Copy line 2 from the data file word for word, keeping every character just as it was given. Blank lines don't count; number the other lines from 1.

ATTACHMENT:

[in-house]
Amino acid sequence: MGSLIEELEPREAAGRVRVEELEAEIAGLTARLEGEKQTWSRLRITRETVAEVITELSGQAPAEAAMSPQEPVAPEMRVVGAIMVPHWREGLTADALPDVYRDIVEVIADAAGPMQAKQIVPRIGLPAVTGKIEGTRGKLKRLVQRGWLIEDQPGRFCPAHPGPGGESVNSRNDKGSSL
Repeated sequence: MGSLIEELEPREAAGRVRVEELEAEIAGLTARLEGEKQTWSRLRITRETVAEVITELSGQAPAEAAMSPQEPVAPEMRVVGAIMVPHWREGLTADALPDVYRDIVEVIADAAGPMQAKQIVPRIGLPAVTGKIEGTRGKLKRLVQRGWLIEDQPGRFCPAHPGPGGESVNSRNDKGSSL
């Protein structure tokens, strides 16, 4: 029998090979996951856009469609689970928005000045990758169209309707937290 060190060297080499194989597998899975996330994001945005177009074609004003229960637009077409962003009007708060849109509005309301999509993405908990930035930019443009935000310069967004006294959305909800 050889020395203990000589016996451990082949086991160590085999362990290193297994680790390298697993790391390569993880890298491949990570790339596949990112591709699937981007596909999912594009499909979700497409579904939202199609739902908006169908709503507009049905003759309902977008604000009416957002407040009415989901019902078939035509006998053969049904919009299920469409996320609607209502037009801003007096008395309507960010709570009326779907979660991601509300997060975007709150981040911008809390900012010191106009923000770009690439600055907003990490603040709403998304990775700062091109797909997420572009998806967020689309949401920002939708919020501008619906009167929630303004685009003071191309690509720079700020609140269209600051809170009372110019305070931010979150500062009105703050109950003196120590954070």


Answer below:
Amino acid sequence: MGSLIEELEPREAAGRVRVEELEAEIAGLTARLEGEKQTWSRLRITRETVAEVITELSGQAPAEAAMSPQEPVAPEMRVVGAIMVPHWREGLTADALPDVYRDIVEVIADAAGPMQAKQIVPRIGLPAVTGKIEGTRGKLKRLVQRGWLIEDQPGRFCPAHPGPGGESVNSRNDKGSSL